The output of the flip-flop 104 is connected to a first input of the OR gate 106 having a second input supplied with the external clock signal. The output of the OR gate 106 is coupled to a first input of the multiplexer 108.
A clock signal BYPASS CLK is supplied to a second input of the multiplexer 108 to control the internal clock signal in a debug mode. The BYPASS CLK signal may be supplied from the external logic analyzer. A control input of the multiplexer 108 is provided with a mode control signal BYPASS MODE which may be supplied from the external logic analyzer to switch the network interface 10 into the debug mode.
The operation of the clock control circuit 100 is described below with reference to FIG. 3 illustrating signals in the debug mode. When the network interface 10 is in a normal mode of operation, the BYPASS MODE signal may be set to logic 0, the BYPASS CLK signal is in its off state corresponding to logic 1, and the STOP signal is at a logic 0 level.
In the normal mode, the external clock signal passes to the output of the OR gate 106. The inactive state of the BYPASS MODE signal at the control input of the multiplexer 108 allows the external clock signal to pass to the output of the multiplexer 108. Thus, the internal clock signal is defined by the external clock signal.
When the STOP signal goes high, the flip-flop 102 produces an output signal A delayed by a half-cycle of the external clock signal with respect to the STOP signal. The flip-flop 104 produces an output signal B delayed by a cycle of the external clock signal with respect to the STOP signal.
As soon as the signal B goes high, logic 1 is produced at the output of the OR gate 106 to fix the internal clock signal at a high level. This results in freezing operations of the internal registers supplied with the internal clock signal. Thus, it takes one external clock cycle to set the internal clock in its off state after the STOP signal is asserted.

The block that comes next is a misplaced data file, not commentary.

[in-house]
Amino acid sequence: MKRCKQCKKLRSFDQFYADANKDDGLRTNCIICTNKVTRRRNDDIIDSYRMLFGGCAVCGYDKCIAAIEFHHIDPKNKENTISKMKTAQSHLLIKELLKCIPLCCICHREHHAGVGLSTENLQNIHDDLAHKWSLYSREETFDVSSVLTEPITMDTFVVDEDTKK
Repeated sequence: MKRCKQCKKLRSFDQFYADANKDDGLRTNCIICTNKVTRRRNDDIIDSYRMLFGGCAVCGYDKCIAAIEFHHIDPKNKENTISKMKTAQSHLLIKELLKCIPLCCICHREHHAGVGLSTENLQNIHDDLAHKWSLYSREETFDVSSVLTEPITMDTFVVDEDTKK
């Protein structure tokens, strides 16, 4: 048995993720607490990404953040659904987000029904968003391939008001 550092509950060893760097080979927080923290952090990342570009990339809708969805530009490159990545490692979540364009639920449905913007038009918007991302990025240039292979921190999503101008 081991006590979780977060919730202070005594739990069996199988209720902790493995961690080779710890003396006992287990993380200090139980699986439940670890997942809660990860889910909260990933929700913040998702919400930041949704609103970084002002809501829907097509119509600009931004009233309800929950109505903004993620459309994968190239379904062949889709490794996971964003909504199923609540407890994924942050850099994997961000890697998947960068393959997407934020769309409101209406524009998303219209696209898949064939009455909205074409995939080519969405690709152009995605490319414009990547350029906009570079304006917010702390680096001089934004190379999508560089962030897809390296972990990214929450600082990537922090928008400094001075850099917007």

When the internal clock stops, the BYPASS MODE signal is asserted to provide debugging of the network interface 10. A scan test may be performed using the external logic analyzer connected to the scan test access port interface 46. The TDI input may be used for writing predetermined data into selected internal registers. Responses may be monitored via the TDO output.
When the BYPASS MODE is set to logic 1, the muliplexer 108 allows the BYPASS CLK signal to pass to its output. As a result, the internal clock signal is defined by the BYPASS CLK signal.
The BYPASS CLK signal may be produced so as to control the internal clock signal in any required manner. For example, the internal clock signal may be controlled to sequentially transfer internal registers from one state to another, in order to recreate an event that causes an error.
A separate clock control circuit 100 may be provided for each derived clock signal used in a device to be debugged. In this case, it can be guaranteed that each derived clock will stop in its off state. A separate output pin performing the AND function of all the derived clocks may be used to indicate that all clocks are in their off states.
There accordingly has been described a system for freezing a communications device in a debug mode. A clock control circuit is arranged to produce an internal clock signal in response to an external clock signal. When a stop signal is asserted, the internal clock signal is fixed in its off state. As a result, operations of internal registers supplied with the internal clock signal freeze in a chosen state. A scan test may be performed to examine the internal registers in the chosen state. A bypass clock signal is supplied to control the internal clock signal so as to move the internal registers from one state to another. Thus, an event that causes an error may be recreated.
In this disclosure, there are shown and described only the preferred embodiments of the invention, but it is to be understood that the invention is capable of changes and modifications within the scope of the inventive concept as expressed herein.
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|U.S. Classification||714/34, 714/35, 714/56, 714/E11.166, 714/25|
|International Classification||H02H3/05, H03K19/003, H04B1/74, G06F11/267|
|Sep 16, 1998||AS||Assignment|
Owner name: ADVANCED MICRO DEVICES, INC., CALIFORNIA
Free format text: ASSIGNMENT OF ASSIGNORS INTEREST;ASSIGNORS:YU, CHING;TSAI, DIN-I;DWORK, JEFFERY;AND OTHERS;REEL/FRAME:009474/0387;SIGNING DATES FROM 19980602 TO 19980909